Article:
Where Worlds Collide - and then there's Sharepoint

Where Worlds Collide - and then there's Sharepoint

Summary: I'm at the Open Source Business Conference where Jonathan Schwartz, Chief Executive Officer, Sun Microsystems, Robert Youngjohns, President, Microsoft North America and Dr. Robert Sutor, Vice President, Open Source and Linux, IBM Corporation have just keynoted.

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I'm at the Open Source Business Conference where Jonathan Schwartz, Chief Executive Officer, Sun Microsystems, Robert Youngjohns, President, Microsoft North America and Dr. Robert Sutor, Vice President, Open Source and Linux, IBM Corporation have just keynoted.

This is my third OSBC, a conference primarily framed around the open source business ecosystem and the often underestimated legal complexities of deploying open source code (this is a business conference, and not a Birkenstocks Free Code Fest).

This year open source is somewhat obscured by clouds public and private: open source is the network, whether at an operating system or application layer of the techie troposphere.

In a world growing increasingly used to the concept of utility computing - on demand software as a service available like electric light when you need it - how the services arrive on your screen is of little consequence unless you have skin in the game as a vendor or integrator.

The vast and growing open source ecosphere, despite the aforementioned cloud cover ('Behind every cloud you'll see the Sun': the cloud cover includes a storm of PR) is continuing to grow in a down economy.

Budgeting realities are making interoperability between the rich offerings of the blue chip keynoters mentioned above increasingly important, while not using open source is increasingly risky to end users as mainstream adoption accelerates.

From my conversations here adoption is often a financial wash when comparing propietary and open source installs and adoptions - the attraction of OS is in the much more granular control of code, control of your architectural destiny and longer term cost savings.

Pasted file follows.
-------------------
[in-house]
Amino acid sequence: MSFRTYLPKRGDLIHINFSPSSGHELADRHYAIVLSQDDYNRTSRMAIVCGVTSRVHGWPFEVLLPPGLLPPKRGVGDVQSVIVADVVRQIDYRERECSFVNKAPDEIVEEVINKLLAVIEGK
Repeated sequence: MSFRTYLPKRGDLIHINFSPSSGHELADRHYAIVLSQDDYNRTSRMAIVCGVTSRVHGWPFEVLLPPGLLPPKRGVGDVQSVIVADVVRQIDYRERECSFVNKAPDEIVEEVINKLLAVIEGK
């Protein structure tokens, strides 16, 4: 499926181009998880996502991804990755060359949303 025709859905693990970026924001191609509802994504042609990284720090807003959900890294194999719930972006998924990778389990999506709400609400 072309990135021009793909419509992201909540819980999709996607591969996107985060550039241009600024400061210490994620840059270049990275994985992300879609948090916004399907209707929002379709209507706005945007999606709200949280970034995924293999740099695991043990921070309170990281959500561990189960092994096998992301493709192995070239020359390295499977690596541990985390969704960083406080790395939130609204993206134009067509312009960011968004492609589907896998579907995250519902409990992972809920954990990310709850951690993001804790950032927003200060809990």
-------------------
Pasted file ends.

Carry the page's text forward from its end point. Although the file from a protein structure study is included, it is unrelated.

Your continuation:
Windows is here to stay - 97% of Novell clients will continue to use the Microsoft operating system for the foreseeable future, said Novell CEO Ron Hovsepian in his SUSE Linux in the Service-Driven Data Center keynote - but cited open source solutions such as Mono for increased interoperability.

The coexistance and in some case collisions between these disparate proprietary and open source worlds is increasingly high stakes, particularly when we get through the worst of the financial storm and strategic business planning starts to rationalize next generation IT infrastructure.

Sharepoint uses an open source marketing model

Dion Hinchcliffe picked up on the continuing dialogue around the realities of Microsoft Sharepoint deployments last week: talking to OSBC chair Matt Asay this morning (on video, to be posted shortly for open enterprise 2009) Matt commented on how similar Sharepoint propagation is to the open source model.

Open source relies on making your product easily accessible for down load a deployment to prove utility. The business goal is then to sell support, maintenance and integration help as well as licensing.

Sharepoint is often trojan horsed in 'free' with other Microsoft products and can be used as a shared drive document repository by end users with no financial impact. The vaunted collaboration components in the current iteration are rudimentary, and a partner ecosphere has grown up to essentially use Sharepoint as a database foundation.